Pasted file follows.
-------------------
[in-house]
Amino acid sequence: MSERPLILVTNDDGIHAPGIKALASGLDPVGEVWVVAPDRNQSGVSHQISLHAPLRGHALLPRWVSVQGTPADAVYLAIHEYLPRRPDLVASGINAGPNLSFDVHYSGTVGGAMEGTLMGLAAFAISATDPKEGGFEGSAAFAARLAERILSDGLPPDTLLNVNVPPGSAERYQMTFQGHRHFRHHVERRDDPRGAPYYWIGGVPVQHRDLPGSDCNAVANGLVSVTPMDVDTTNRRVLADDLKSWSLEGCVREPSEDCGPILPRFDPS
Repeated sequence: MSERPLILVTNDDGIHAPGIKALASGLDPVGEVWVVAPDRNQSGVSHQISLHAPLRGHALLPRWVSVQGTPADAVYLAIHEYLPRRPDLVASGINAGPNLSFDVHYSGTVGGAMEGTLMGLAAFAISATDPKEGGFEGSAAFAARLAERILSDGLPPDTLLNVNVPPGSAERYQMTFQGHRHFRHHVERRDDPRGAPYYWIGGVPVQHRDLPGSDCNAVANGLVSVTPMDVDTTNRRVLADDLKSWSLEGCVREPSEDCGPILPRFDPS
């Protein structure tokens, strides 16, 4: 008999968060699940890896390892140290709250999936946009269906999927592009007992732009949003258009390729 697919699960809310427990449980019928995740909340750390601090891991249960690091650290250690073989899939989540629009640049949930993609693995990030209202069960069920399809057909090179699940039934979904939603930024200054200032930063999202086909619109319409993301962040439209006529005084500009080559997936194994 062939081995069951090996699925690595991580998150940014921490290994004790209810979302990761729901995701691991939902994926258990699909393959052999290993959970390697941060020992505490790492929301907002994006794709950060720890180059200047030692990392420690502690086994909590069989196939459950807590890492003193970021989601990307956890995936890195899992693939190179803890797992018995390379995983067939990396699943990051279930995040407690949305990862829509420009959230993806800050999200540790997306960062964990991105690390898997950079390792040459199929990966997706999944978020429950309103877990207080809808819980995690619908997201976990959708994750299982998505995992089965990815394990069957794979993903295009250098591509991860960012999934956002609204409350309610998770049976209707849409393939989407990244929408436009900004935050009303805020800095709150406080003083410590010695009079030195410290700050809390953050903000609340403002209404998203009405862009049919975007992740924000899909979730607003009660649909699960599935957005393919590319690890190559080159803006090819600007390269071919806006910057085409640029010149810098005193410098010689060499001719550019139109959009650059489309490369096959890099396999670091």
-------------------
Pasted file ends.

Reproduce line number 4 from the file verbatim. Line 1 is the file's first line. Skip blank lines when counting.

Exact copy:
């Protein structure tokens, strides 16, 4: 008999968060699940890896390892140290709250999936946009269906999927592009007992732009949003258009390729 697919699960809310427990449980019928995740909340750390601090891991249960690091650290250690073989899939989540629009640049949930993609693995990030209202069960069920399809057909090179699940039934979904939603930024200054200032930063999202086909619109319409993301962040439209006529005084500009080559997936194994 062939081995069951090996699925690595991580998150940014921490290994004790209810979302990761729901995701691991939902994926258990699909393959052999290993959970390697941060020992505490790492929301907002994006794709950060720890180059200047030692990392420690502690086994909590069989196939459950807590890492003193970021989601990307956890995936890195899992693939190179803890797992018995390379995983067939990396699943990051279930995040407690949305990862829509420009959230993806800050999200540790997306960062964990991105690390898997950079390792040459199929990966997706999944978020429950309103877990207080809808819980995690619908997201976990959708994750299982998505995992089965990815394990069957794979993903295009250098591509991860960012999934956002609204409350309610998770049976209707849409393939989407990244929408436009900004935050009303805020800095709150406080003083410590010695009079030195410290700050809390953050903000609340403002209404998203009405862009049919975007992740924000899909979730607003009660649909699960599935957005393919590319690890190559080159803006090819600007390269071919806006910057085409640029010149810098005193410098010689060499001719550019139109959009650059489309490369096959890099396999670091």